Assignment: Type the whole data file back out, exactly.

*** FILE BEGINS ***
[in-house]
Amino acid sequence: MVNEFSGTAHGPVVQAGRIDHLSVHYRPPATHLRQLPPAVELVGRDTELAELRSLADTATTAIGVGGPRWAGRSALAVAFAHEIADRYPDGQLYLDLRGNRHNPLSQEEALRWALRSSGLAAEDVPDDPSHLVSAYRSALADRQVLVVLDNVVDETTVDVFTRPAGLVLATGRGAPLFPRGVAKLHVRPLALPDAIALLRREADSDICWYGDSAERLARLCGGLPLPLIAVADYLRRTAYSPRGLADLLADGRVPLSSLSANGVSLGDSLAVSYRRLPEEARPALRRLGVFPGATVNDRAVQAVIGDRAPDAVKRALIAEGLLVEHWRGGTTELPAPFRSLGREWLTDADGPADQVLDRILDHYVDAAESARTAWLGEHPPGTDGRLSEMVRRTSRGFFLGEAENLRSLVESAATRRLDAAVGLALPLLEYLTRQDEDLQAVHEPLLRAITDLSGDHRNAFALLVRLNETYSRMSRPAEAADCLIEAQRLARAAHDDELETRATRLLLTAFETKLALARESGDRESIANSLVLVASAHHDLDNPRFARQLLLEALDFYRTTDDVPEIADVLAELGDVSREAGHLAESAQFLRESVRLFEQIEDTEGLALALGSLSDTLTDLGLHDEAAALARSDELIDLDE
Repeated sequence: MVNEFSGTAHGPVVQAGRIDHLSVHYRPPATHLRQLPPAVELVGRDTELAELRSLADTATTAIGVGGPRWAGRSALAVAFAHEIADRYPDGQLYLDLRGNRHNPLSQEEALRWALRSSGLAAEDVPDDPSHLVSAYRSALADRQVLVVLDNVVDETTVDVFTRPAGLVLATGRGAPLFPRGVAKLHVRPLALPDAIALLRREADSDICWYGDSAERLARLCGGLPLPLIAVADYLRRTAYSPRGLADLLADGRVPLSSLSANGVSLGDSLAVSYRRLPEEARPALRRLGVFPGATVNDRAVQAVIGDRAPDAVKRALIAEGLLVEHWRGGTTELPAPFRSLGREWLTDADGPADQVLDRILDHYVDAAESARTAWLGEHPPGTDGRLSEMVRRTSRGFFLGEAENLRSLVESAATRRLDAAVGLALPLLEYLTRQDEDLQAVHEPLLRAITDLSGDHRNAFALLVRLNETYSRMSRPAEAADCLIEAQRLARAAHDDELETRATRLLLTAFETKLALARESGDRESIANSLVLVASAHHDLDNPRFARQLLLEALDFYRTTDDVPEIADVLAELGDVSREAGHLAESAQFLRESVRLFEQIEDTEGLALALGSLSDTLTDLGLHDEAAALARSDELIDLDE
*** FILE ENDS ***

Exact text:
[in-house]
Amino acid sequence: MVNEFSGTAHGPVVQAGRIDHLSVHYRPPATHLRQLPPAVELVGRDTELAELRSLADTATTAIGVGGPRWAGRSALAVAFAHEIADRYPDGQLYLDLRGNRHNPLSQEEALRWALRSSGLAAEDVPDDPSHLVSAYRSALADRQVLVVLDNVVDETTVDVFTRPAGLVLATGRGAPLFPRGVAKLHVRPLALPDAIALLRREADSDICWYGDSAERLARLCGGLPLPLIAVADYLRRTAYSPRGLADLLADGRVPLSSLSANGVSLGDSLAVSYRRLPEEARPALRRLGVFPGATVNDRAVQAVIGDRAPDAVKRALIAEGLLVEHWRGGTTELPAPFRSLGREWLTDADGPADQVLDRILDHYVDAAESARTAWLGEHPPGTDGRLSEMVRRTSRGFFLGEAENLRSLVESAATRRLDAAVGLALPLLEYLTRQDEDLQAVHEPLLRAITDLSGDHRNAFALLVRLNETYSRMSRPAEAADCLIEAQRLARAAHDDELETRATRLLLTAFETKLALARESGDRESIANSLVLVASAHHDLDNPRFARQLLLEALDFYRTTDDVPEIADVLAELGDVSREAGHLAESAQFLRESVRLFEQIEDTEGLALALGSLSDTLTDLGLHDEAAALARSDELIDLDE
Repeated sequence: MVNEFSGTAHGPVVQAGRIDHLSVHYRPPATHLRQLPPAVELVGRDTELAELRSLADTATTAIGVGGPRWAGRSALAVAFAHEIADRYPDGQLYLDLRGNRHNPLSQEEALRWALRSSGLAAEDVPDDPSHLVSAYRSALADRQVLVVLDNVVDETTVDVFTRPAGLVLATGRGAPLFPRGVAKLHVRPLALPDAIALLRREADSDICWYGDSAERLARLCGGLPLPLIAVADYLRRTAYSPRGLADLLADGRVPLSSLSANGVSLGDSLAVSYRRLPEEARPALRRLGVFPGATVNDRAVQAVIGDRAPDAVKRALIAEGLLVEHWRGGTTELPAPFRSLGREWLTDADGPADQVLDRILDHYVDAAESARTAWLGEHPPGTDGRLSEMVRRTSRGFFLGEAENLRSLVESAATRRLDAAVGLALPLLEYLTRQDEDLQAVHEPLLRAITDLSGDHRNAFALLVRLNETYSRMSRPAEAADCLIEAQRLARAAHDDELETRATRLLLTAFETKLALARESGDRESIANSLVLVASAHHDLDNPRFARQLLLEALDFYRTTDDVPEIADVLAELGDVSREAGHLAESAQFLRESVRLFEQIEDTEGLALALGSLSDTLTDLGLHDEAAALARSDELIDLDE